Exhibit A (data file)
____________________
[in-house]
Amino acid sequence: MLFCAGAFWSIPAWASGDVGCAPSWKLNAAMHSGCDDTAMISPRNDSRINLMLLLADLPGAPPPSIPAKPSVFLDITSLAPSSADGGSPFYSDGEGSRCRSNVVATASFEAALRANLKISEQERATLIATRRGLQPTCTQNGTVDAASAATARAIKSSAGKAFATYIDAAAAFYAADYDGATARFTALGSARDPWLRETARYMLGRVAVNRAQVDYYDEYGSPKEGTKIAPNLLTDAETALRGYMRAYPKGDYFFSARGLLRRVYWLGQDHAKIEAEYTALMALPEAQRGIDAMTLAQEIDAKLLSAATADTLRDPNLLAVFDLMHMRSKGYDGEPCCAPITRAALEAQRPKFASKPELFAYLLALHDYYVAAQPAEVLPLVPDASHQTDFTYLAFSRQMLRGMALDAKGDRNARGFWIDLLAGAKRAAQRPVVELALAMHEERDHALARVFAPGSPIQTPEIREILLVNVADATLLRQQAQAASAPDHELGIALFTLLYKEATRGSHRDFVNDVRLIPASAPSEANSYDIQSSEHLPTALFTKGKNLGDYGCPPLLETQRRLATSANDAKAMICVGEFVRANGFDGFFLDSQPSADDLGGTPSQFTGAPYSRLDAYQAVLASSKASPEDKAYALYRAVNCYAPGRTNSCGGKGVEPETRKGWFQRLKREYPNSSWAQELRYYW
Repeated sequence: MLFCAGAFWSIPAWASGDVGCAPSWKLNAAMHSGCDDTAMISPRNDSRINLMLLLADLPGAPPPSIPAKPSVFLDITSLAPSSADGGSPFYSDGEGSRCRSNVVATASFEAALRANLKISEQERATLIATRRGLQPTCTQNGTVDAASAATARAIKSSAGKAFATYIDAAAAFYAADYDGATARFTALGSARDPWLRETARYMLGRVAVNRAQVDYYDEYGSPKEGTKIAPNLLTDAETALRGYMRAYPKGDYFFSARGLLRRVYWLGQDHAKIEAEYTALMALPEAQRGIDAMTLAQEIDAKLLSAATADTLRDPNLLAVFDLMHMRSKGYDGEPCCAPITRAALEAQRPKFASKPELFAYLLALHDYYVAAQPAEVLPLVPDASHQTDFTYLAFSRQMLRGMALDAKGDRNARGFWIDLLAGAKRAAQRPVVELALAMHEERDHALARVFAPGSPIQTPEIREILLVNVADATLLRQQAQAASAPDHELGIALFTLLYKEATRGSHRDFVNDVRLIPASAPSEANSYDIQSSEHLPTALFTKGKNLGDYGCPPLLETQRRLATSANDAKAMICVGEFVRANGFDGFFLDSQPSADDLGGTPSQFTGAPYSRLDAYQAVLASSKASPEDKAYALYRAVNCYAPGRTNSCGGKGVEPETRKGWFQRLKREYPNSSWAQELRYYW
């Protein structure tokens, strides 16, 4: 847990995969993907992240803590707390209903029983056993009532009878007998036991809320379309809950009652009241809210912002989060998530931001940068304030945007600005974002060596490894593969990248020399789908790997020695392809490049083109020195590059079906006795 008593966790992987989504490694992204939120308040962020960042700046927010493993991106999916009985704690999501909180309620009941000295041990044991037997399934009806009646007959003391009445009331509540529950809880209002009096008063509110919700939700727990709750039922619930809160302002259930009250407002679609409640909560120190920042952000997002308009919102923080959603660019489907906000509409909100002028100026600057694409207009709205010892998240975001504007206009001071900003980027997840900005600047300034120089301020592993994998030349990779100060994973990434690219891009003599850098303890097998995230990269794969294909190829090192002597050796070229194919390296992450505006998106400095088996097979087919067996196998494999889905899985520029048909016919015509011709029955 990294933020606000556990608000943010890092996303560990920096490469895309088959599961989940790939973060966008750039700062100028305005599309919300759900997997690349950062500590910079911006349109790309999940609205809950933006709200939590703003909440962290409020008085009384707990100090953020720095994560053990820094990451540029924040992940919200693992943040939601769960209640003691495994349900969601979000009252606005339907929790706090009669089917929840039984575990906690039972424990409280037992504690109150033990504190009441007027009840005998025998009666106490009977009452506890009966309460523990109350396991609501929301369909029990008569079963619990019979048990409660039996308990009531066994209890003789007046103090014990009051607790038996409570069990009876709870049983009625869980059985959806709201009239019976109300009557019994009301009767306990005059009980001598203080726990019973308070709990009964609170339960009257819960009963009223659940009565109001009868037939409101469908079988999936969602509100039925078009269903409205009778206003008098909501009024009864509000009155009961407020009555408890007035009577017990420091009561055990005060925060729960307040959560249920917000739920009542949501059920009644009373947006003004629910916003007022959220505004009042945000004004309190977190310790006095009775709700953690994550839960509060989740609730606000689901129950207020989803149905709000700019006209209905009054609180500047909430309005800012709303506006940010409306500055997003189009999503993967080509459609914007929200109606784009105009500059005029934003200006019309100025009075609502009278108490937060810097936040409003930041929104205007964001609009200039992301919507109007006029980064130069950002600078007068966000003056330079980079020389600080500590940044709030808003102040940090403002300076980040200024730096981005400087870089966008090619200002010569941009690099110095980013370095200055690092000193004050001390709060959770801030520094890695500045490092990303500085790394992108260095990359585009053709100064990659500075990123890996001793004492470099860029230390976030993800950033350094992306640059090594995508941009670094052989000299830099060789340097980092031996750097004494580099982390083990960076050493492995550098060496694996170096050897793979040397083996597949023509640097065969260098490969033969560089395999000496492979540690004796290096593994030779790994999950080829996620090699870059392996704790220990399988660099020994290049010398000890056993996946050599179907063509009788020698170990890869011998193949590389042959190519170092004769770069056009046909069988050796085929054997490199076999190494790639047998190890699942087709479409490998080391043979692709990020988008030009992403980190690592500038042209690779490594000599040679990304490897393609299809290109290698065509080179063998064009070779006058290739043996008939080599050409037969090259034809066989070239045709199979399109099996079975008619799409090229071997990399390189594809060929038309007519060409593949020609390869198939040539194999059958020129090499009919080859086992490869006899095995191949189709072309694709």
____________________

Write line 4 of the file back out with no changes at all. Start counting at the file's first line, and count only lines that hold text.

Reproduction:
């Protein structure tokens, strides 16, 4: 847990995969993907992240803590707390209903029983056993009532009878007998036991809320379309809950009652009241809210912002989060998530931001940068304030945007600005974002060596490894593969990248020399789908790997020695392809490049083109020195590059079906006795 008593966790992987989504490694992204939120308040962020960042700046927010493993991106999916009985704690999501909180309620009941000295041990044991037997399934009806009646007959003391009445009331509540529950809880209002009096008063509110919700939700727990709750039922619930809160302002259930009250407002679609409640909560120190920042952000997002308009919102923080959603660019489907906000509409909100002028100026600057694409207009709205010892998240975001504007206009001071900003980027997840900005600047300034120089301020592993994998030349990779100060994973990434690219891009003599850098303890097998995230990269794969294909190829090192002597050796070229194919390296992450505006998106400095088996097979087919067996196998494999889905899985520029048909016919015509011709029955 990294933020606000556990608000943010890092996303560990920096490469895309088959599961989940790939973060966008750039700062100028305005599309919300759900997997690349950062500590910079911006349109790309999940609205809950933006709200939590703003909440962290409020008085009384707990100090953020720095994560053990820094990451540029924040992940919200693992943040939601769960209640003691495994349900969601979000009252606005339907929790706090009669089917929840039984575990906690039972424990409280037992504690109150033990504190009441007027009840005998025998009666106490009977009452506890009966309460523990109350396991609501929301369909029990008569079963619990019979048990409660039996308990009531066994209890003789007046103090014990009051607790038996409570069990009876709870049983009625869980059985959806709201009239019976109300009557019994009301009767306990005059009980001598203080726990019973308070709990009964609170339960009257819960009963009223659940009565109001009868037939409101469908079988999936969602509100039925078009269903409205009778206003008098909501009024009864509000009155009961407020009555408890007035009577017990420091009561055990005060925060729960307040959560249920917000739920009542949501059920009644009373947006003004629910916003007022959220505004009042945000004004309190977190310790006095009775709700953690994550839960509060989740609730606000689901129950207020989803149905709000700019006209209905009054609180500047909430309005800012709303506006940010409306500055997003189009999503993967080509459609914007929200109606784009105009500059005029934003200006019309100025009075609502009278108490937060810097936040409003930041929104205007964001609009200039992301919507109007006029980064130069950002600078007068966000003056330079980079020389600080500590940044709030808003102040940090403002300076980040200024730096981005400087870089966008090619200002010569941009690099110095980013370095200055690092000193004050001390709060959770801030520094890695500045490092990303500085790394992108260095990359585009053709100064990659500075990123890996001793004492470099860029230390976030993800950033350094992306640059090594995508941009670094052989000299830099060789340097980092031996750097004494580099982390083990960076050493492995550098060496694996170096050897793979040397083996597949023509640097065969260098490969033969560089395999000496492979540690004796290096593994030779790994999950080829996620090699870059392996704790220990399988660099020994290049010398000890056993996946050599179907063509009788020698170990890869011998193949590389042959190519170092004769770069056009046909069988050796085929054997490199076999190494790639047998190890699942087709479409490998080391043979692709990020988008030009992403980190690592500038042209690779490594000599040679990304490897393609299809290109290698065509080179063998064009070779006058290739043996008939080599050409037969090259034809066989070239045709199979399109099996079975008619799409090229071997990399390189594809060929038309007519060409593949020609390869198939040539194999059958020129090499009919080859086992490869006899095995191949189709072309694709």